Work starts on another section of the Queen Elizabeth aircraft carrier

A dockyard mobile crane unloads the cargo of cement from the coaster at Flathouse Quay, Portsmouth

THIS WEEK IN 1988: Out of time in search for arms and drugs

Workers at BAE systems in Portsmouth today cut the first steel for the second stage of Portsmouth's involvement in building the Navy's new aircraft carrier HMS Queen Elizabeth.

A steel cutting ceremony at the Company's facility marked the official start of production on the stern section, referred to as Lower Block 05.

Portsmouth naval base commodore Rob Thompson pressed the button shortly after 11am.

Weighing over 1,000 tonnes on completion by April 2012, this section will house switchboards, air treatment units and the vessel's steering gear, as well as some accommodation areas.

The latest milestone in the Queen Elizabeth Class aircraft carrier programme follows the start of production on the forward section of the hull, Lower Block 02, which began in February of last year.

Steven Carroll, Queen Elizabeth Class Project Director at BAE Systems' Surface Ships division, said: 'Cutting steel on the second section of the hull here in Portsmouth in less than 12 months highlights the tremendous progress we are making on the programme to deliver the nation's flagships.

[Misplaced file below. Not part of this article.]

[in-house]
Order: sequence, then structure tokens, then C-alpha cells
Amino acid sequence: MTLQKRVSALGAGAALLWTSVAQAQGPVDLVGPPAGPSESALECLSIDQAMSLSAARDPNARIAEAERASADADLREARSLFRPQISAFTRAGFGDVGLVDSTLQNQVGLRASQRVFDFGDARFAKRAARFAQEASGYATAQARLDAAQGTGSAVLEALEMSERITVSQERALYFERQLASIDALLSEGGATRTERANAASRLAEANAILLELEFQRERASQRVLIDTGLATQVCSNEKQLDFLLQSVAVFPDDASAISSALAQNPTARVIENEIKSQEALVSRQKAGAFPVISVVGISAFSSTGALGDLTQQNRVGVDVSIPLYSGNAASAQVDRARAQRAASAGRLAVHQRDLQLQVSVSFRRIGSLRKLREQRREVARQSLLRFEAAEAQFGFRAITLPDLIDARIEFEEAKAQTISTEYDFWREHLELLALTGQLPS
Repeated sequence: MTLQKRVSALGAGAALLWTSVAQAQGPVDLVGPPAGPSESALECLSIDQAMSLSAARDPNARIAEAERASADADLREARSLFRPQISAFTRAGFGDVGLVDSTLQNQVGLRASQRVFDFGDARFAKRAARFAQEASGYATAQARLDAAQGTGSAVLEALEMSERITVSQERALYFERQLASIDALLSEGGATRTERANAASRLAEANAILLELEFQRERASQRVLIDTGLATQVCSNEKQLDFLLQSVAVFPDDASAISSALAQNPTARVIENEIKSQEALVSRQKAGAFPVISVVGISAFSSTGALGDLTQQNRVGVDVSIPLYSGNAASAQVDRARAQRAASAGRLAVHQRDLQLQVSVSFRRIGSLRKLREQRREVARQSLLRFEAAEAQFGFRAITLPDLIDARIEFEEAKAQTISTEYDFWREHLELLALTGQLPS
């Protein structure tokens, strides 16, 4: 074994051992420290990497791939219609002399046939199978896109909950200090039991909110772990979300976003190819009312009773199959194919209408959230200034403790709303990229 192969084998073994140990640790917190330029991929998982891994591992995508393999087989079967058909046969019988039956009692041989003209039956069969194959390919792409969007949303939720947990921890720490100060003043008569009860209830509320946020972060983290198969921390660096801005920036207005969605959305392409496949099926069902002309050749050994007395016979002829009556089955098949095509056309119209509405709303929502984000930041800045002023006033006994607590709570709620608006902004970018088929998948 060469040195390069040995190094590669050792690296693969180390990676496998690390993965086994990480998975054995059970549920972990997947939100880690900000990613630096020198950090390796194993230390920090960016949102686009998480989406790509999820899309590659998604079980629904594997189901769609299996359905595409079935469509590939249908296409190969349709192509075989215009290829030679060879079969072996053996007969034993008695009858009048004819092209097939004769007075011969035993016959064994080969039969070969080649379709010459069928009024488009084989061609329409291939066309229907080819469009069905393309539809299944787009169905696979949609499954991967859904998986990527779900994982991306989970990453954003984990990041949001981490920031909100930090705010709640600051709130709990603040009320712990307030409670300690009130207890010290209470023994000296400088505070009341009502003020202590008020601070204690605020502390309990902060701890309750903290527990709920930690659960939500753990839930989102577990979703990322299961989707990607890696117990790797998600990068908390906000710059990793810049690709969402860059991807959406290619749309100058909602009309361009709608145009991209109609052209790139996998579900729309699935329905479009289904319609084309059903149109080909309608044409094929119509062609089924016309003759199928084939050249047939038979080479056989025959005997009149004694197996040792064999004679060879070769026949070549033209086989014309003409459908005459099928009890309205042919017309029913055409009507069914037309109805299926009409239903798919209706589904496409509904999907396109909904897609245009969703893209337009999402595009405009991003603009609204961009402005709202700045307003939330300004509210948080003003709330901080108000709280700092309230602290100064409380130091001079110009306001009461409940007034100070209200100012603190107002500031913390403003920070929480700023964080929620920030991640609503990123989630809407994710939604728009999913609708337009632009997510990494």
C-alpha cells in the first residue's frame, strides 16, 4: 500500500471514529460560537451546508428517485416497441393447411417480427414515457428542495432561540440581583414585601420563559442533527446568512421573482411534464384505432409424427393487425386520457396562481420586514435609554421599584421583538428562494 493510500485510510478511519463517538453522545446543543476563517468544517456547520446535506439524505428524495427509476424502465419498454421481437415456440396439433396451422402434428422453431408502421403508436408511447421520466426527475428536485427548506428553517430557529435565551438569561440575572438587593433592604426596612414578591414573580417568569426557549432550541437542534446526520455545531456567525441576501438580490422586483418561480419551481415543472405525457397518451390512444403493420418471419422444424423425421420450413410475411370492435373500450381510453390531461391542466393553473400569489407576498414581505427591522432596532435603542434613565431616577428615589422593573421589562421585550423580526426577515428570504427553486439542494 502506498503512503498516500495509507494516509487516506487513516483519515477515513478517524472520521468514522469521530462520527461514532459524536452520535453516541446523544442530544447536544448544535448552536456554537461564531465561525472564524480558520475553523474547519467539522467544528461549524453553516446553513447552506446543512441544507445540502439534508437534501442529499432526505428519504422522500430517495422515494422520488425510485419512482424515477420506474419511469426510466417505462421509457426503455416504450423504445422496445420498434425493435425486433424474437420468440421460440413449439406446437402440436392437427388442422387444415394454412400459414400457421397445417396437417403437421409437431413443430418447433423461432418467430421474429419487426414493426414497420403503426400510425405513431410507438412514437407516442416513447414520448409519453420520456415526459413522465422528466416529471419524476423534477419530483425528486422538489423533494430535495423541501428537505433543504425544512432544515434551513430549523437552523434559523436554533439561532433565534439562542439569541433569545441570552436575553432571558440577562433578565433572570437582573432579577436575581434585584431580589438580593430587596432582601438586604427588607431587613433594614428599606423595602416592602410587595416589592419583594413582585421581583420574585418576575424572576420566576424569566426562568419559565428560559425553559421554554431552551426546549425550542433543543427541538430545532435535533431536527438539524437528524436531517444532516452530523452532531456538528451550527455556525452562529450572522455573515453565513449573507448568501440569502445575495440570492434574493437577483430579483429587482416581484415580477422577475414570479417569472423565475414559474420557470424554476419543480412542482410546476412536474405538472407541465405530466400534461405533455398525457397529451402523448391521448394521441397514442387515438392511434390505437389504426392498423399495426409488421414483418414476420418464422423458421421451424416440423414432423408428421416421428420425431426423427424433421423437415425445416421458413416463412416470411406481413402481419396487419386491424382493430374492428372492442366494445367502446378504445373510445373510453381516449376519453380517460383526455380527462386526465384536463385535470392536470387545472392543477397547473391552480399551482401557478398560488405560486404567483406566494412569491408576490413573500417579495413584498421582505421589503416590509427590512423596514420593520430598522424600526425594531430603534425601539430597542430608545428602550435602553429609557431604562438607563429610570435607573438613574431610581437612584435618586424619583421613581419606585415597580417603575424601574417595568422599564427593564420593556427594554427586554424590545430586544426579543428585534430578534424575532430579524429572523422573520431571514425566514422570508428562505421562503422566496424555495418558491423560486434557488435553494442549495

'The sheer scale of the hull as it takes shape in six shipyards across the country is a reminder that this is truly a once in a generation engineering project and we are all extremely proud to be a part of it.'

Work is underway at six shipyards across the UK, employing 8,000 people and thousands more across the supply chain.

Around 1,000 workers in Portsmouth are involved in the project.

In June, BAE Systems workers at the Naval Base will begin building island structures for the two ships and the pole mast, whilst integration and testing of the ships' complex mission system is underway at the firm's Maritime Integration and Support Centre on Portsdown Hill. Another team of BAE Systems engineers is testing the advanced communications systems for the ships.

HMS Queen Elizabeth – due to enter service by 2020 – was originally due to be completed by 2016 but this was changed in the government's Strategic Defence and Security Review last October.

Work on the second carrier, HMS Prince of Wales, is expected to start later this year. Initially, one of the carriers will be mothballed when they are handed over to the navy.